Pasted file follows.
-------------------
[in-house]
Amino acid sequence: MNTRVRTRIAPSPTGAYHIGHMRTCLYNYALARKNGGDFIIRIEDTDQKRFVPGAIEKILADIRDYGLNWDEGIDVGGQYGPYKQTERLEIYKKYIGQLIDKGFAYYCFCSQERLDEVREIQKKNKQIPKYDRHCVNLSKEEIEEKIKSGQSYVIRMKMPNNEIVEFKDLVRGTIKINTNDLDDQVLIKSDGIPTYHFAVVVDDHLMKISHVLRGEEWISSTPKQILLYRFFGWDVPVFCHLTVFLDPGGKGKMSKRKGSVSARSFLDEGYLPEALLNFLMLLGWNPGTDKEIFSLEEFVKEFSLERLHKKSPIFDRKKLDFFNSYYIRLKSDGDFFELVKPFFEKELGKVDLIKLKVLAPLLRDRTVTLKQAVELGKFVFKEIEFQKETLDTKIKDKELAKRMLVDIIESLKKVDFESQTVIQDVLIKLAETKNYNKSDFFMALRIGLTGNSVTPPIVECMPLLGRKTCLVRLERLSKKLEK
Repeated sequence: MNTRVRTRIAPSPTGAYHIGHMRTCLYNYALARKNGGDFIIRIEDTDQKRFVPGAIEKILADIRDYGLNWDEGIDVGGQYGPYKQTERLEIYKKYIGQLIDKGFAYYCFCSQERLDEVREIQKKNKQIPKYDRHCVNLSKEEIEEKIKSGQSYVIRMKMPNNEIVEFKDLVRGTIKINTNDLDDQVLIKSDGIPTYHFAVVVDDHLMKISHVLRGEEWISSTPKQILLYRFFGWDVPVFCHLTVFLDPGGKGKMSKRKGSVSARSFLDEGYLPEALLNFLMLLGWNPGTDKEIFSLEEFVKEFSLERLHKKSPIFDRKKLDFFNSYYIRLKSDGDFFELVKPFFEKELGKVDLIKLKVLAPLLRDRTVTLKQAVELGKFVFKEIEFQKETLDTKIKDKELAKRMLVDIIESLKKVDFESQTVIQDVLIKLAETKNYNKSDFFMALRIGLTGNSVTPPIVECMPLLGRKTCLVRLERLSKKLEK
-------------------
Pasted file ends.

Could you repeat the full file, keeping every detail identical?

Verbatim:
[in-house]
Amino acid sequence: MNTRVRTRIAPSPTGAYHIGHMRTCLYNYALARKNGGDFIIRIEDTDQKRFVPGAIEKILADIRDYGLNWDEGIDVGGQYGPYKQTERLEIYKKYIGQLIDKGFAYYCFCSQERLDEVREIQKKNKQIPKYDRHCVNLSKEEIEEKIKSGQSYVIRMKMPNNEIVEFKDLVRGTIKINTNDLDDQVLIKSDGIPTYHFAVVVDDHLMKISHVLRGEEWISSTPKQILLYRFFGWDVPVFCHLTVFLDPGGKGKMSKRKGSVSARSFLDEGYLPEALLNFLMLLGWNPGTDKEIFSLEEFVKEFSLERLHKKSPIFDRKKLDFFNSYYIRLKSDGDFFELVKPFFEKELGKVDLIKLKVLAPLLRDRTVTLKQAVELGKFVFKEIEFQKETLDTKIKDKELAKRMLVDIIESLKKVDFESQTVIQDVLIKLAETKNYNKSDFFMALRIGLTGNSVTPPIVECMPLLGRKTCLVRLERLSKKLEK
Repeated sequence: MNTRVRTRIAPSPTGAYHIGHMRTCLYNYALARKNGGDFIIRIEDTDQKRFVPGAIEKILADIRDYGLNWDEGIDVGGQYGPYKQTERLEIYKKYIGQLIDKGFAYYCFCSQERLDEVREIQKKNKQIPKYDRHCVNLSKEEIEEKIKSGQSYVIRMKMPNNEIVEFKDLVRGTIKINTNDLDDQVLIKSDGIPTYHFAVVVDDHLMKISHVLRGEEWISSTPKQILLYRFFGWDVPVFCHLTVFLDPGGKGKMSKRKGSVSARSFLDEGYLPEALLNFLMLLGWNPGTDKEIFSLEEFVKEFSLERLHKKSPIFDRKKLDFFNSYYIRLKSDGDFFELVKPFFEKELGKVDLIKLKVLAPLLRDRTVTLKQAVELGKFVFKEIEFQKETLDTKIKDKELAKRMLVDIIESLKKVDFESQTVIQDVLIKLAETKNYNKSDFFMALRIGLTGNSVTPPIVECMPLLGRKTCLVRLERLSKKLEK